You can check the status using:
ip address show eth0
You can also try to enable it manually:
sudo ip link set dev eth0 up
It then seems to automatically set a link-local address, for this example it looks like this:
ip address show eth0 2: eth0: <BROADCAST,MULTICAST,UP,LOWER_UP> mtu 1500 qdisc mq state UP group default qlen 1000 link/ether xx:xx:xx:xx:xx:xx brd ff:ff:ff:ff:ff:ff inet 169.254.21.183/16 brd 169.254.255.255 scope global noprefixroute eth0 valid_lft forever preferred_lft forever inet6 fe80::yyyy:yyyy:yyyy:yyyy/64 scope link valid_lft forever preferred_lft forever
This means the CM4’s ethernet IP is 169.254.21.183.
# IP Setup on FC
Now connect to the NuttX shell (using a console, or the MAVLink shell), and check the status of the link:
ifconfig eth0 Link encap:Ethernet HWaddr xx:xx:xx:xx:xx:xx at DOWN inet addr:0.0.0.0 DRaddr:192.168.0.254 Mask:255.255.255.0
For this example, it is DOWN at first.
To set it to UP:
ifup eth0 ifup eth0...OK
Now check the config again:
ifconfig eth0 Link encap:Ethernet HWaddr xx:xx:xx:xx:xx:xx at UP inet addr:0.0.0.0 DRaddr:192.168.0.254 Mask:255.255.255.0
However, it doesn’t have an IP yet. Set one that is similar to the one on the RPi CM4:
ifconfig eth0 169.254.21.184
Then check it:
ifconfig eth0 Link encap:Ethernet HWaddr xx:xx:xx:xx:xx:xx at UP inet addr:169.254.21.184 DRaddr:169.254.21.1 Mask:255.255.255.0
Now the devices should be able to ping each other.
Note that this configuration is ephemeral and will be lost after a reboot, so we’ll need to find a way to configure it statically.
# Ping Test
First from the CM4:
ping 169.254.21.184 PING 169.254.21.184 (169.254.21.184) 56(84) bytes of data. 64 bytes from 169.254.21.184: icmp_seq=1 ttl=64 time=0.188 ms 64 bytes from 169.254.21.184: icmp_seq=2 ttl=64 time=0.131 ms 64 bytes from 169.254.21.184: icmp_seq=3 ttl=64 time=0.190 ms 64 bytes from 169.254.21.184: icmp_seq=4 ttl=64 time=0.112 ms ^C --- 169.254.21.184 ping statistics --- 4 packets transmitted, 4 received, 0% packet loss, time 3077ms rtt min/avg/max/mdev = 0.112/0.155/0.190/0.034 ms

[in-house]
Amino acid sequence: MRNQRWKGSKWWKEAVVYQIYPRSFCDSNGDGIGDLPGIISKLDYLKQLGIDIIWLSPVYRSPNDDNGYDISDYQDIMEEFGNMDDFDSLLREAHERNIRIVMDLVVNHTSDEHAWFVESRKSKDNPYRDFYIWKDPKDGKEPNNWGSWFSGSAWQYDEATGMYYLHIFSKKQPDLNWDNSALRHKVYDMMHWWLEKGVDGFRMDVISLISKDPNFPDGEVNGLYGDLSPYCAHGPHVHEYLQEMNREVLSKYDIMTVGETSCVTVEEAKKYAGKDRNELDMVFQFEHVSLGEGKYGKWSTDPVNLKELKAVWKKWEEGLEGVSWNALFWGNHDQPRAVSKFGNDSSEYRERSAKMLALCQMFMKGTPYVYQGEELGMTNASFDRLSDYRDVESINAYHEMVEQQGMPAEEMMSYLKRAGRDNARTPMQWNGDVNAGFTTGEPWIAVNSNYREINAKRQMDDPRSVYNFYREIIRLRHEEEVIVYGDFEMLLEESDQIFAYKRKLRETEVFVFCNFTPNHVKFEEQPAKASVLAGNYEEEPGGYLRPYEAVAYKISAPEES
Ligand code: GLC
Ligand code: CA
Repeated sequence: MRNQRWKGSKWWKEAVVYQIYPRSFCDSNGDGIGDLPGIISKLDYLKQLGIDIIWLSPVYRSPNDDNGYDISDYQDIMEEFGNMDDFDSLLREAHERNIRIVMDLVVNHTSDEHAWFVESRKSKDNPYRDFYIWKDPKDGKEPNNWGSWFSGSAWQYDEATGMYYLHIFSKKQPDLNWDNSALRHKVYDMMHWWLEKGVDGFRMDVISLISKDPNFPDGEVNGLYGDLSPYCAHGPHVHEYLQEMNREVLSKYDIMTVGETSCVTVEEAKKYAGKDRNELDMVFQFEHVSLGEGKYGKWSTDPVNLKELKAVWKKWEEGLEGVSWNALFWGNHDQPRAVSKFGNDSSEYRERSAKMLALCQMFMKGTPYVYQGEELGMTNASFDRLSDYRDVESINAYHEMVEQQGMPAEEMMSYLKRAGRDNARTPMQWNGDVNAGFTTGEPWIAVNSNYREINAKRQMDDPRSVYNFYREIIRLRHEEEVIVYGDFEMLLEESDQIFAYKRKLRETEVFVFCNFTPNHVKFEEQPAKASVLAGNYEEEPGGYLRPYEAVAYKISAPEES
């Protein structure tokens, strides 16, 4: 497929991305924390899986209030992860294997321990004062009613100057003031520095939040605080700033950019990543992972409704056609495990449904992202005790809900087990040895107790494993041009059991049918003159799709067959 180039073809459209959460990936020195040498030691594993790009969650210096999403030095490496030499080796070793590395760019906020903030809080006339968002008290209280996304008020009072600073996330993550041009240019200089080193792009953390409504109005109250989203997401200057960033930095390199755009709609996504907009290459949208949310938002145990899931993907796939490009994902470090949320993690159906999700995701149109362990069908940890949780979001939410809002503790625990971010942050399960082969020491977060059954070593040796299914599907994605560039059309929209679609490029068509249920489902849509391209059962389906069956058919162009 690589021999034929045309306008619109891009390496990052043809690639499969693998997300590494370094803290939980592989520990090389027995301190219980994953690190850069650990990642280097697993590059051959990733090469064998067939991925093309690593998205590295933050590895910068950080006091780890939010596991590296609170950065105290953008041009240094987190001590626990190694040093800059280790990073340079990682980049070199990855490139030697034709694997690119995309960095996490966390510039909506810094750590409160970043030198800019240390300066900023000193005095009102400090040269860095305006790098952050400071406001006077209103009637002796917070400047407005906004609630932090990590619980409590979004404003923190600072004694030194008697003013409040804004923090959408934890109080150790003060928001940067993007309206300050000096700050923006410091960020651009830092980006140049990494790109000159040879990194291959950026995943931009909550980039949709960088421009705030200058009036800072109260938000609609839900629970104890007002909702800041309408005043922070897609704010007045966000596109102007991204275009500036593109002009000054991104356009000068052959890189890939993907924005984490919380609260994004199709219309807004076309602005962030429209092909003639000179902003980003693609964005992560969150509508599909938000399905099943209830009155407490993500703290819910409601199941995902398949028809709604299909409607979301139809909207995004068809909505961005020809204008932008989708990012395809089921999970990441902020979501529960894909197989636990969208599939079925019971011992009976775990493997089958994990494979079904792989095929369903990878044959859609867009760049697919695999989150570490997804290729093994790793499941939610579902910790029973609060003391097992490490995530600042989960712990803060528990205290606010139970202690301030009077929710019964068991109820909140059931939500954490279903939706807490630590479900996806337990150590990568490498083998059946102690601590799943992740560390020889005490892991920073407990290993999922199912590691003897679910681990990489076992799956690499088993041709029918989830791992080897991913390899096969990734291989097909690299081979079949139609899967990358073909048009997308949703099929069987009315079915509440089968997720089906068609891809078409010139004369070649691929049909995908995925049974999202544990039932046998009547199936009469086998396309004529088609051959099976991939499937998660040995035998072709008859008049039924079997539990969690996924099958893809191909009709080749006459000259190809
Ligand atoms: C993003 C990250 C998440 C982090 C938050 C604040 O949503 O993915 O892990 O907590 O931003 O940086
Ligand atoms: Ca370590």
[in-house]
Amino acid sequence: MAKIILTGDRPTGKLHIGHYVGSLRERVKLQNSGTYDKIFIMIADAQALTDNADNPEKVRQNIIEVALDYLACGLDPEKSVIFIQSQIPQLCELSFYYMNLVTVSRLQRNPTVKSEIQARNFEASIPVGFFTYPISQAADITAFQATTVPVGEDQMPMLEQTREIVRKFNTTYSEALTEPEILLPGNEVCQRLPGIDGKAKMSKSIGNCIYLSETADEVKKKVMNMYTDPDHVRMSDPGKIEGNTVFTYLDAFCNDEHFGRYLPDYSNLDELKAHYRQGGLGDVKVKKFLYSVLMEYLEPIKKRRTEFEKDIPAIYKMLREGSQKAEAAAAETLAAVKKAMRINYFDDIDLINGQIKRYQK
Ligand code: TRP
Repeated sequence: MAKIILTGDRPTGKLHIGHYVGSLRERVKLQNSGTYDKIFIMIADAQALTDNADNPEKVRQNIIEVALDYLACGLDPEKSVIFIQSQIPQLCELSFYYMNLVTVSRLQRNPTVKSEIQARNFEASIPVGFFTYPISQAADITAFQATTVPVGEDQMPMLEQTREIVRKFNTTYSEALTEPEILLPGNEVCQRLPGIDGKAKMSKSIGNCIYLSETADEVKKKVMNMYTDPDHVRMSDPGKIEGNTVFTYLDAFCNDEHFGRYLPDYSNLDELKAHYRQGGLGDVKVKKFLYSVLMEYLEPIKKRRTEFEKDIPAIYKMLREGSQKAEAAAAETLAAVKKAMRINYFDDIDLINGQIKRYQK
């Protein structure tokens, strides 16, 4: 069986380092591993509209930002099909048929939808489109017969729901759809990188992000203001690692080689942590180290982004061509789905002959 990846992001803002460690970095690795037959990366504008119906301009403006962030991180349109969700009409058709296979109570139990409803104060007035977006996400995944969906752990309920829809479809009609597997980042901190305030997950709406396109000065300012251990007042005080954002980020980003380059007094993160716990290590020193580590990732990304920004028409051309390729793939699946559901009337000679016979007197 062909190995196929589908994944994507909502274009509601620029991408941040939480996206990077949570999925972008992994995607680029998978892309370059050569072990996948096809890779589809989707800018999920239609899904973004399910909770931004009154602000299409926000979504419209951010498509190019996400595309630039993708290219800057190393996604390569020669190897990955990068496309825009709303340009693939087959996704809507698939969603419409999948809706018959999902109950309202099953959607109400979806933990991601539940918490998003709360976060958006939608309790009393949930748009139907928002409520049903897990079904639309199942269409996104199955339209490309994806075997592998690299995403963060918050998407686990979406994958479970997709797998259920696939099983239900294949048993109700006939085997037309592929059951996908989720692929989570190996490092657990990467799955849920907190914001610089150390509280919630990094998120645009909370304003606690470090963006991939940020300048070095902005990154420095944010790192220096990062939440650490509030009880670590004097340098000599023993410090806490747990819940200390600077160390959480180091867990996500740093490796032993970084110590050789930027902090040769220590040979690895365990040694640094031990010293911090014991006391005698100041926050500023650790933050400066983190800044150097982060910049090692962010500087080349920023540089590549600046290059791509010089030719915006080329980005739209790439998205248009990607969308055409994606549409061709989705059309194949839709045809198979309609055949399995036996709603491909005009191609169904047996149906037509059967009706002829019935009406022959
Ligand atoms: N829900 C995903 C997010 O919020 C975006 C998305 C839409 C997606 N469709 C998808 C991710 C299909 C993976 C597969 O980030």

Then from the flight controller in NuttShell:
ping 169.254.21.183 PING 169.254.21.183 56 bytes of data 56 bytes from 169.254.21.183: icmp_seq=0 time=0 ms 56 bytes from 169.254.21.183: icmp_seq=1 time=0 ms 56 bytes from 169.254.21.183: icmp_seq=2 time=0 ms 56 bytes from 169.254.21.183: icmp_seq=3 time=0 ms 56 bytes from 169.254.21.183: icmp_seq=4 time=0 ms 56 bytes from 169.254.21.183: icmp_seq=5 time=0 ms 56 bytes from 169.254.21.183: icmp_seq=6 time=0 ms 56 bytes from 169.254.21.183: icmp_seq=7 time=0 ms 56 bytes from 169.254.21.183: icmp_seq=8 time=0 ms 56 bytes from 169.254.21.183: icmp_seq=9 time=0 ms 10 packets transmitted, 10 received, 0% packet loss, time 10010 ms
# MAVLink/MAVSDK Test
For this, we need to set the MAVLink instance to send traffic to the CM4's IP address:
For an initial test we can do:
mavlink start -o 14540 -t 169.254.21.183
This will send MAVLink traffic on UDP to port 14540 (the MAVSDK/MAVROS port) to that IP which means MAVSDK can just listen to any UDP arriving at that default port.
To run a MAVSDK example, install mavsdk via pip, and try out an example from MAVSDK-Python/examples (opens new window).
python3 -m pip install mavsdk wget https://raw.githubusercontent.com/mavlink/MAVSDK-Python/main/examples/tune.py chmod +x tune.py ./tune.py